The main stat I will be using here is TotTM%, which is simply what % of a team’s ice-time that a player is on for. For example, if a player plays 18 minutes in a 60 minute game, his TotTM% would be 30% ((18/60)*100).
Now, let’s take a look at the each player’s TotTM% this season:
- Kyle Turris, who has been without a doubt the team’s most improved player this season leads the team in TotTM%, with Spezza coming in 2nd place, making it even more clear who's this team’s 1st line center.
- Matt Kassian does not get much ice-time. Dang.
- Bobby Ryan sits just 5th in TotTM%, behind Michalek and Spezza who have been nowhere as good. This may make an easy case to critize Paul MacLean for not giving more minutes to the team’s best goal scorer. Although by breaking down his deployment we may be able to learn a bit about this by breaking down the forward’s ice-time by even-strength, power-play and penalty kill.
If you’ve been reading this blog fairly regularly over the past while – whether it’s a couple of months or say all the way back to 2011 -- you will have assuredly noticed my concerns with when Jason Spezza’s contract will draw to a close and the risks associated with re-signing a player of his age, his checkered health (now two major back surgeries), who was not exactly renowned for being driving puck possession or his defensive acumen are quite sizable, especially in light of historical NHL evidence reflecting that offensive production begins to drastically decline after the age of 32 – the age that Jason conveniently be when he hits UFA at the conclusion of the 2014/15 season.
Granted, it is much easier to rehash Spezza’s shortcomings when he’s enduring one of his worst NHL seasons in recent memory.
Via Behind the Net, here’s a look at Spezza’s even strength production per 60 minutes of ice-time:
(Note: ‘A1’ refers to a first assist and ‘A2’ a second assist.)
If you’re wondering why I excluded the 2012/13 lockout shortened season, it’s because he only played in five games.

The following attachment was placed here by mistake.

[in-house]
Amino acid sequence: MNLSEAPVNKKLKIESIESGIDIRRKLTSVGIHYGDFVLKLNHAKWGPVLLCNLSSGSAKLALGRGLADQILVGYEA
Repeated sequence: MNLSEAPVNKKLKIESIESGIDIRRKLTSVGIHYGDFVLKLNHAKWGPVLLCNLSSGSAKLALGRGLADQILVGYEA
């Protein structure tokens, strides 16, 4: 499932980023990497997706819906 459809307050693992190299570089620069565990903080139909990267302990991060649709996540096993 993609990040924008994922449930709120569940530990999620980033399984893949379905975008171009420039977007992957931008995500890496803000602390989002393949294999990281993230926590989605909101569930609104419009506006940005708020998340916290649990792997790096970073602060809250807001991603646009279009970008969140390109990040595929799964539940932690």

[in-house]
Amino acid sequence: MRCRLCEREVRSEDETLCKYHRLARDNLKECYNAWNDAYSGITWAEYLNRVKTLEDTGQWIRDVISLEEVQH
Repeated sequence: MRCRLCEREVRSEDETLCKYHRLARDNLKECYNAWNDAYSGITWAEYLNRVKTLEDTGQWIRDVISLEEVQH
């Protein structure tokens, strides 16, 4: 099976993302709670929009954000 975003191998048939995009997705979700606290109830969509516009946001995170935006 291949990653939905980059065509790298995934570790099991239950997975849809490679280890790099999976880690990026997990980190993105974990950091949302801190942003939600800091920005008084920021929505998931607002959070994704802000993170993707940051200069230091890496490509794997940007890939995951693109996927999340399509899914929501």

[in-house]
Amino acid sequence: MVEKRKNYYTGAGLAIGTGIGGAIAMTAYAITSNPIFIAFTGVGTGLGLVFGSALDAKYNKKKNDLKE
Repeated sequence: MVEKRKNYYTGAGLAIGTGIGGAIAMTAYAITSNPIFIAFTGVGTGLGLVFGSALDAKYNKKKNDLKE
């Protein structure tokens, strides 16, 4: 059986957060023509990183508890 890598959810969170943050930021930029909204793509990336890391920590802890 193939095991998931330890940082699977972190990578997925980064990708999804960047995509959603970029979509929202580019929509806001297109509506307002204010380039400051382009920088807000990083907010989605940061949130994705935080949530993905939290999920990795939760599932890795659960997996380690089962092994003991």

As you can see by Spezza’s numbers, despite his point production being the smallest of his career with the exception of that dreadful 2008-09 campaign, his points per 60 rate is actually propped up by an inflated second assist rate.
I’ve avoided this topic of late because, well, I don’t really gives two shits about whether Erik Karlsson is giving out canned answers or clichés about how hard the team is working or how well they played.
Frankly, I was hoping that this non-story would just fade away.
I suppose on one hand, it’s easy for me to say this. Karlsson’s decision to avoid the media doesn’t affect me and it doesn’t affect this blog. Moreover, I’m not a casual fan.
Thanks advent of social media like Twitter, I don’t don’t rely exclusively upon a journalist’s access to create a snapshot of what an athlete is like in the real world for the same reasons that I dismiss fans or the media talking about a player’s leadership skills.
Unless you’re with these guys on a regular basis when the lights and the cameras are off, how the hell are you ever going to get a truly accurate depiction of what they’re like as people?
Or maybe it’s just that I don’t care.
So long as Erik Karlsson performs and is respected and well-liked by his teammates, I couldn’t really care less about his rapport with the media.